Yankees closer Mariano Rivera to retire after 2013 season
New York Yankees pitcher Mariano Rivera, who holds baseball's all-time saves record, announces his plans to retire at the end of the 2013 season during a news conference at Steinbrenner Field, Saturday, March 9, 2013, in Tampa, Fla. / AP Photo/Kathy Willens
Mariano Rivera, flanked by his wife and children, announced his intentions to retire after the 2013 season at a press conference Saturday morning at the Yankees' spring training complex in Tampa, Fla., CBS New York station WCBS-TV reports.
The entire Yankees team -- in uniform -- was in the room to witness the iconic closer's announcement.
"It's official now," Rivera said. "After this year I'll be retired."
Rivera said last month he'd reached a decision on his future, and promised he'd let us all in on it before Opening Day.
He delivered. This season will double as Rivera's retirement tour, as the Yankees open at home against the Boston Red Sox on April 1.
"It has been a privilege and an honor to wear the pinstripe uniform," Rivera said.
"Why now? Now's the time," he added. "There's nothing left. I did everything, and I'm proud."
Rivera, baseball's all-time leader in saves with 608, had surgery in June to repair a torn ACL in his right knee. His 2012 season ended on May 3 in Kansas City, when he went down in a heap while shagging fly balls in Kansas City.
Rivera said he would have retired after last season had he not been injured.
"I didn't want to leave like that," Rivera said. "I felt like I wanted to give everything, and I still have something left."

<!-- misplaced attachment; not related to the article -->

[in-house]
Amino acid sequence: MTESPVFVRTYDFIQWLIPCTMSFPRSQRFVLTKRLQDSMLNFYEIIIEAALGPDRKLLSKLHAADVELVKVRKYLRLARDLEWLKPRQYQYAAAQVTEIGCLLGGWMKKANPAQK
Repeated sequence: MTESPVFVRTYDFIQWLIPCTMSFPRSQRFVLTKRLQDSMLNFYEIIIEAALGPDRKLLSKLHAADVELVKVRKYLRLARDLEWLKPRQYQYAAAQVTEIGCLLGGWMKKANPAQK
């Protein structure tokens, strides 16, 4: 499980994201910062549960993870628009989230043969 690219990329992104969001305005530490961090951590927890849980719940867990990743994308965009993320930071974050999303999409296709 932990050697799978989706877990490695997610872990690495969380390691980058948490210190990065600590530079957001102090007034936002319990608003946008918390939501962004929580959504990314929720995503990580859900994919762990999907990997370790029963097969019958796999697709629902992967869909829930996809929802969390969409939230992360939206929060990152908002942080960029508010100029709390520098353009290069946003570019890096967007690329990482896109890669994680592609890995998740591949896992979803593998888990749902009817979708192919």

A humble Rivera said he doesn't consider himself the greatest of all time.
"I'm a team player," Rivera said. "If it wasn't for my teammates, I wouldn't have the opportunity ... That's the legacy that I want to leave -- that I was there for others."
The living legend received a round of applause upon the conclusion of his press conference. Rivera will likely make his spring training debut on Saturday against the Atlanta Braves, kicking off his retirement and comeback proceedings within hours of each other.
"To me, there's no sadness," he said. "I would say (there's) joy, because thank God I was able to play the game of baseball for so many years."
He'll go out with piles of accolades. The future Hall of Famer has five World Series rings and was selected to the All-Star Game 12 times -- all in pinstripes. Renowned for his great cutter, Rivera has posted a career 2.21 ERA, and has a mind-boggling 0.70 ERA in 96 playoff games (42 saves).
Former Braves pitcher John Smoltz said it would be "a joke" if Rivera wasn't sent to Cooperstown in his first year on the ballot.
"Would the Yankees have won as many World Series without him? I doubt it," Smoltz said Friday on CBS New York station WFAN-AM.
With Rivera will go the full-time use of No. 42, which was retired by baseball in 1997 to honor Jackie Robinson breaking MLB's color barrier.
"He carried himself with dignity and grace, and that made carrying the number a tribute to Jack," the Hall of Famer's widow, Rachel Robinson, told ESPN.
"Being the last person to wear No. 42, I carried the legacy of Mr. Jackie for all these years," Rivera said. "And I tried to do my best to wear No. 42 and do it with class and honor."
It won't be long before Jackie is joined by the undisputed greatest closer of all time, the lanky kid from Panama with a single unhittable pitch, two plaques mounted among the legends of America's pastime, immortalized in that sleepy town on a lake in Otsego County, N.Y.
"I just don't think you'll ever see another guy that can throw one pitch and dominate the game of baseball," longtime teammate Andy Pettitte said this week. "He's made it into a Hall of Fame pitch."
"He's the greatest ever," said former Yankees manager Joe Torre, who won four World Series titles with Rivera. "It certainly isn't a knock at the other guys. But first of all New York, where it's the biggest fishbowl in the world, the postseason, where everybody gets a chance to go 'let's see how good you are' and to scrutinize. And he responded, he responded.
"He was more than a closer. He was a regular player for us because of how much of a part of our victories he was."
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